As Governor Steve Beshear prepares to leave office, Kentucky Congressman Hal Rogers says he hopes the next governor will work with him to improve eastern Kentucky.
Rogers and Beshear, while of different political parties, have worked closely over the years on an effort they call Shaping Our Appalachian Region (SOAR) which looks at initiatives to move eastern Kentucky’s economy forward as the decline of the coal industry has taken its toll on the region.
Ahead of the 2015 governor’s race, where Republican Matt Bevin defeated Democrat Jack Conway, the Kentucky Chamber’s Bottom Line sat down with Rogers to discuss the transition.
Rogers told Bottom Line he had spoken with Bevin before of the election and Beshear has talked to Conway about the partnership and what it would look like moving forward.
Because of those talks, Rogers said he was confident that SOAR would continue under a new administration.
“That’s critical. That’s crucial. Because the state controls so much of what we have done and can do and are doing. So yes, I would hope that we’d have that support,” Rogers told the Chamber.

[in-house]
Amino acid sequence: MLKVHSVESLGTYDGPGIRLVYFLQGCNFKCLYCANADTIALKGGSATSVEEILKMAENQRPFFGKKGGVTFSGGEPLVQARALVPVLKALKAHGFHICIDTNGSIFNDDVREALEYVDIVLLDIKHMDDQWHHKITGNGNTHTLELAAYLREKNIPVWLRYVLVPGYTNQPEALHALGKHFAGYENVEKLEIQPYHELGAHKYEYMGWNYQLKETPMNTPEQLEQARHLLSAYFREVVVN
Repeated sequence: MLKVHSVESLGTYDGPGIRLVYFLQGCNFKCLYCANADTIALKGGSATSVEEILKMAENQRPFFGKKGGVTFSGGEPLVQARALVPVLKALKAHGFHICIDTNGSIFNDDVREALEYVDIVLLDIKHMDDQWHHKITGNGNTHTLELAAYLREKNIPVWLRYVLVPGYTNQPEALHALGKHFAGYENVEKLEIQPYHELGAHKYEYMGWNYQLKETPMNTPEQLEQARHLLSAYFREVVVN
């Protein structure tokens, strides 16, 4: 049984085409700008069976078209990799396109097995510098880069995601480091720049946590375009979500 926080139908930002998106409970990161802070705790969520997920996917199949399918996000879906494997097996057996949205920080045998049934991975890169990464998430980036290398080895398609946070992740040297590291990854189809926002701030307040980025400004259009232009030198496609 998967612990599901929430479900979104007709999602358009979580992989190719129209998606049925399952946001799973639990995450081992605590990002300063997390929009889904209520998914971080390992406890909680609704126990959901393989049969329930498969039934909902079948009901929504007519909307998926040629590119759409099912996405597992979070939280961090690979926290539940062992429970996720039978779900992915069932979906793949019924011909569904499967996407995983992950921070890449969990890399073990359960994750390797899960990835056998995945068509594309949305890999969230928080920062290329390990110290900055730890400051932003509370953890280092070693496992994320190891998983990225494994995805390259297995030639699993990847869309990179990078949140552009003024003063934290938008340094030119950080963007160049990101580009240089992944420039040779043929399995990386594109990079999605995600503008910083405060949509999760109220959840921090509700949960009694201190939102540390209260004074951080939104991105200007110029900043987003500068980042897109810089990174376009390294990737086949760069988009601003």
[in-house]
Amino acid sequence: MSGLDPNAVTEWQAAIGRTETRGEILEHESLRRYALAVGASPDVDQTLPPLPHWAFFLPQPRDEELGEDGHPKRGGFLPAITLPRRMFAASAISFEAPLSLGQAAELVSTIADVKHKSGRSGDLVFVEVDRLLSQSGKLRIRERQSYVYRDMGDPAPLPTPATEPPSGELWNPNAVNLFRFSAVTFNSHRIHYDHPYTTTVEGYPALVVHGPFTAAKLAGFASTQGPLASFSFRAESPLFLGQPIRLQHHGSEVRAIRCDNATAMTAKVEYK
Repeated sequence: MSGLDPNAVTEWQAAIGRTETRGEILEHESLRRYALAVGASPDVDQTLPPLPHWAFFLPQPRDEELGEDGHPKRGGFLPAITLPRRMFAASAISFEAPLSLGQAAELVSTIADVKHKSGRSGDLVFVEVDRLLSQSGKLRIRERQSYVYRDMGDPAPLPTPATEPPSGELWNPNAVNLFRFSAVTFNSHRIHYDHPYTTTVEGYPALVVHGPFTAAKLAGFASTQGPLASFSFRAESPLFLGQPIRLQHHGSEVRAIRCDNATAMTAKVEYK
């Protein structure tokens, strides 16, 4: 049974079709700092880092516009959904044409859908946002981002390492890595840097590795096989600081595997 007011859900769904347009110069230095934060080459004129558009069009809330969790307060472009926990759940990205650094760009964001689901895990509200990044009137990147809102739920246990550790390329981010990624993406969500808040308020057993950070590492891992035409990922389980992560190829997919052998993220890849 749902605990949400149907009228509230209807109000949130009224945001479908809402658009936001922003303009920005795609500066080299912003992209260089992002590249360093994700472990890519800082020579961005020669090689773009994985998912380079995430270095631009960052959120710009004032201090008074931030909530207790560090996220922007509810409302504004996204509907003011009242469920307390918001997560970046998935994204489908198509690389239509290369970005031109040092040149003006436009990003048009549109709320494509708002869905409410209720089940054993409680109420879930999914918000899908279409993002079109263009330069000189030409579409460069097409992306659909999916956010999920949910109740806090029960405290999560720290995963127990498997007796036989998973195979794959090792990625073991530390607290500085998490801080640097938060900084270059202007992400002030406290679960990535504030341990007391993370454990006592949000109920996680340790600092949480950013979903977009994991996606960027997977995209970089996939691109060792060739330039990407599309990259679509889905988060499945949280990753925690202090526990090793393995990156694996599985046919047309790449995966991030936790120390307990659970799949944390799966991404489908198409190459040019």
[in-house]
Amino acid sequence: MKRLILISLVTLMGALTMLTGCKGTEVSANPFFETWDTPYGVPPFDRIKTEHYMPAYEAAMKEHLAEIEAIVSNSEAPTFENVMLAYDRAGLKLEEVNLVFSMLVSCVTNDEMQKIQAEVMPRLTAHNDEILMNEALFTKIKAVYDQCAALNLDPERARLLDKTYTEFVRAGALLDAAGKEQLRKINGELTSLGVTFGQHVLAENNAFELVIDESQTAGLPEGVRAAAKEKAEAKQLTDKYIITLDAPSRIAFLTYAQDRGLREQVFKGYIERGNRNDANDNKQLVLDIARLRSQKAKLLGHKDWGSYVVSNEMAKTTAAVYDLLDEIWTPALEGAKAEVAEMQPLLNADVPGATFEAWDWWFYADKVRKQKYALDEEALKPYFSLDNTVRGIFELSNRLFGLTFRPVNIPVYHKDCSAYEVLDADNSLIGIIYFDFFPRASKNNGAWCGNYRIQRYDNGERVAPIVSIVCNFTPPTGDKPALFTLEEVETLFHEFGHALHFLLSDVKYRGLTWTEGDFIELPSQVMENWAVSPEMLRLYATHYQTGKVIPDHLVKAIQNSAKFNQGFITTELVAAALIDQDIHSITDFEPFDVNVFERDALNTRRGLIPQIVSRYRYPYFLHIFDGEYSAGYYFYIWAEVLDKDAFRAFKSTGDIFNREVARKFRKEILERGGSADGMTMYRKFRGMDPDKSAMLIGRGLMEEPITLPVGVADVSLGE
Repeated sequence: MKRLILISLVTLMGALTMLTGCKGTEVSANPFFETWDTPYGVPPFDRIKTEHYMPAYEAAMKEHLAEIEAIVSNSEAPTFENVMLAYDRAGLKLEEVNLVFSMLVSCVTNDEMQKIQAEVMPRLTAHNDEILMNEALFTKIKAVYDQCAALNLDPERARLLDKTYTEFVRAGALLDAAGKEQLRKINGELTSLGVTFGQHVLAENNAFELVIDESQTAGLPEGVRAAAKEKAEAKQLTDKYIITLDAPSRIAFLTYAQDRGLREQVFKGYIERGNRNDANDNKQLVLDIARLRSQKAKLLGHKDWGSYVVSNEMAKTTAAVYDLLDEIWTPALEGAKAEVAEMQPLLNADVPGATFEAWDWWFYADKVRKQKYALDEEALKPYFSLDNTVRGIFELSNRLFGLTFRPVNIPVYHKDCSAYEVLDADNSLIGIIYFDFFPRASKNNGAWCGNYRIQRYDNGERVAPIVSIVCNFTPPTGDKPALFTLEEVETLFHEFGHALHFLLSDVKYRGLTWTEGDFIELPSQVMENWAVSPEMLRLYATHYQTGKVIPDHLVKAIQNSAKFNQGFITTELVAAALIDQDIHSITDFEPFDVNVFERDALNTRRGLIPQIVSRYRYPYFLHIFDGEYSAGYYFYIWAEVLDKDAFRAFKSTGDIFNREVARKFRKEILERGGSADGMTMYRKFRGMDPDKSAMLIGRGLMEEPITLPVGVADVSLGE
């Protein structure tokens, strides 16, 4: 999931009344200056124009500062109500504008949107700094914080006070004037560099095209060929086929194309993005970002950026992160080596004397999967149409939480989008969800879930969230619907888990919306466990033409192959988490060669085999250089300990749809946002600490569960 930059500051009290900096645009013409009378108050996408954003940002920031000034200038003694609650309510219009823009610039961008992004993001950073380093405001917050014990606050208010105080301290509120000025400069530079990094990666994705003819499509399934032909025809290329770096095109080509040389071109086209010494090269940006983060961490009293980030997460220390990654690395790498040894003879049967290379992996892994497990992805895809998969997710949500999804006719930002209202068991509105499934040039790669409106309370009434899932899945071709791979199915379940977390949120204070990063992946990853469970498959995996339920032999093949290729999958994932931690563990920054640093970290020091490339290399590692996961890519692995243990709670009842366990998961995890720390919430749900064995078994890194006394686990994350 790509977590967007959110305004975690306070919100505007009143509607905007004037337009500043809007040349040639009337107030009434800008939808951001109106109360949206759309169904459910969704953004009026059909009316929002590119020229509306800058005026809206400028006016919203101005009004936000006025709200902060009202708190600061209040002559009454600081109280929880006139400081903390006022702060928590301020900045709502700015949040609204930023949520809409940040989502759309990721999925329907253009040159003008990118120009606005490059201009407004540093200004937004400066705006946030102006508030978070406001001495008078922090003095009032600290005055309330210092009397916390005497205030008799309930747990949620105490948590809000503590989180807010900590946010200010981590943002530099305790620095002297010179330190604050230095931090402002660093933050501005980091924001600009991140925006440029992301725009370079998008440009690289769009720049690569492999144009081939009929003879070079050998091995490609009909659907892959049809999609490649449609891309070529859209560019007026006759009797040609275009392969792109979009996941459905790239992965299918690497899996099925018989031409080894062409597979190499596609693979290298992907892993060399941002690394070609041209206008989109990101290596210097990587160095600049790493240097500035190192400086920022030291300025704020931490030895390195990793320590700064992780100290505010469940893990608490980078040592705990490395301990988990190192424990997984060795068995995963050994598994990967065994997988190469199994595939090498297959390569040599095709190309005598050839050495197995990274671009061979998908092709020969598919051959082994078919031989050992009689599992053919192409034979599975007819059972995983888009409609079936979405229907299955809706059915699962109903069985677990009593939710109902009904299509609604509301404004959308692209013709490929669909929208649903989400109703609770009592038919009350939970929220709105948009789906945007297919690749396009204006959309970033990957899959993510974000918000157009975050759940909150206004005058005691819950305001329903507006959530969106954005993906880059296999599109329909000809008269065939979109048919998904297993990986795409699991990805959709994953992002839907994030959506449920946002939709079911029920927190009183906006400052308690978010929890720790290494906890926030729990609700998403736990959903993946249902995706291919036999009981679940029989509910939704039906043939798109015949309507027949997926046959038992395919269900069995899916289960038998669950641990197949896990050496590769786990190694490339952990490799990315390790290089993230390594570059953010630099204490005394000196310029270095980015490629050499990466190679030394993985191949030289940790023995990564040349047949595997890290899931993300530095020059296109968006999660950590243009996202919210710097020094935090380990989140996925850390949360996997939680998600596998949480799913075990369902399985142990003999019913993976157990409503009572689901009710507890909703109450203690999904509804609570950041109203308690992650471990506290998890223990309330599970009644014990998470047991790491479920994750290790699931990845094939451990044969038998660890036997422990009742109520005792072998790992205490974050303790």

In previous interviews about SOAR, Bevin said he would “absolutely” continue the work being done to address the issues in the region.
“I am very sympathetic to this because it is something I am also empathetic to. I am very committed to this region and I will continue to work for broadening the opportunities through the SOAR summit and beyond in looking for ways that we can make this an environment where people are incented to actually create opportunity,” Bevin said.
One of the initiatives created through SOAR by Rogers and Beshear is a public-private partnership to develop a fiber infrastructure in order to expand broadband access in the region and across the state.
The Bottom Line has interviews on the project—called Kentucky Wired—and will be posting details within the coming weeks.